Most of my longtime followers, and certainly my friends who read this, will know who exactly I’m referring to. We were, in a sense, perfectly made for each other as friends. Both extremely analytical people (though he was details oriented, unlike me) and both misunderstood by our friends and family-not just in our goals and dreams, but perhaps in what we understood about the world. We were friends for the better part of three years before the trouble began, but I knew by the end of sophomore year that there were real changes at hand in my own life (most of which he helped me realize).

He began drifting away. Slowly at first, a couple of days, a week, but always returning. Then the first semester of my senior year, I didn’t hear from him for the space of a few months. I heard from him that previous summer, and maybe in October, but after that Christmas, I didn’t hear from him until his spring break in March, and then not until July of the next year. The next time we talked at any length was back in June of 2020-almost a full year. Quite a few of my new friends told me I should cut him off, that it was clear that he didn’t quite care for me, but to this day, I’ve never been able to do it. I’m going to explain why that is, and perhaps why my reaction to other things may seem a bit knee-jerk.

There was a friend of mine who I’ve only ever interacted with online who put it extremely well when I said “I want human interaction, but only on my own terms”. In hindsight, this makes an incredible amount of sense. I’m not exactly the most social type. Yes, if I see a funny post on Instagram or TikTok or something else, of course I’ll send the post to my friends, but I’m not someone to spend all day texting someone. My particular pattern is to talk to only a very few (maybe two or three at this point) people every day or just about every day. Oftentimes it’s about nothing too major, how their day went, those sorts of pleasantries, but when you find someone whose interests and goals align so much with your own, it can be extremely hard to let go of them.

This leads to a broader question of what exactly you can do with your autistic friends? How do you make sure that they feel appreciated and heard? I can think of three solutions to this question.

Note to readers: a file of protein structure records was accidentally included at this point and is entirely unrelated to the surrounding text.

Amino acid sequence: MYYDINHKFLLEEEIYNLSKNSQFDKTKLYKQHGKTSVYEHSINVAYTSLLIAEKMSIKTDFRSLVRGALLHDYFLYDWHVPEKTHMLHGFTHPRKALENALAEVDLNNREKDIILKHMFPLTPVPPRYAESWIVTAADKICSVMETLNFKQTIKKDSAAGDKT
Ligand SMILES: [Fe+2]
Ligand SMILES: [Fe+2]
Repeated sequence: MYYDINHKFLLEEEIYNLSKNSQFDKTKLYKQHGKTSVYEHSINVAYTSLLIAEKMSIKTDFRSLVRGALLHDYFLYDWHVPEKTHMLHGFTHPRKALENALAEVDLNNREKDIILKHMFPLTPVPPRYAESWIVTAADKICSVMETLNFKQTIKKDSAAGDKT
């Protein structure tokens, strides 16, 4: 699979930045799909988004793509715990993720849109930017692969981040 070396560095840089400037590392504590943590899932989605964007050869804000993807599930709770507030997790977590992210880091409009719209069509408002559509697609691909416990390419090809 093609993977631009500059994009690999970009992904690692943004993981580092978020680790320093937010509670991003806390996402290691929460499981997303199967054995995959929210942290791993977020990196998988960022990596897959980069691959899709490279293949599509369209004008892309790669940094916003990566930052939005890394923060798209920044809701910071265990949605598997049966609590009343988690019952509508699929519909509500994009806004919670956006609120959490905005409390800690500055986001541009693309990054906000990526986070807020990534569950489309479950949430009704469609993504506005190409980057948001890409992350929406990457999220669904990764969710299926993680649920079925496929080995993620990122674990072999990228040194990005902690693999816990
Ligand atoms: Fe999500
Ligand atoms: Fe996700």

1. If you can’t talk to them, and you can say “hey, I can’t talk right now!” do so! It may sound simple, and perhaps it’s something that doesn’t need to be said for neurotypical people, but I can only speak for experience when I say it stresses me out. Certainty, as explained earlier, is something which many of us are still comforted by, no matter if we are as rigid about it as we were as kids. Now, of course, one can’t and that’s fine too, but frankly, there’s probably no excuse for you to wait forever to respond.
  2. Nurture their interests! Just as you wouldn’t want to hear from someone else that you just don’t want to hear about their interests. Give your friends the time and space to tell you about what they enjoy. Even if it’s something extremely boring to you, surely they will enjoy having at least one person who wants to hear about whatever they’re interested in. (Sure, my dad’s a history buff, but we’ve never enjoyed the same stuff there and outside of dance, my sibling and I never really had much in the way of similar interests.)
  3. Perhaps most importantly, make them feel loved. Even if it’s implicit, and not explicit, making it clear that you care about one of us is more likely to get us to want to keep making an effort. Now, I know that occasionally it may appear as though we care too much, but if you set a boundary, I think most of us can be reasonably expected to understand it and respect it.

History and political science undergrad at U of SC. #ActuallyAutistic, 21, He/Him. Views my own.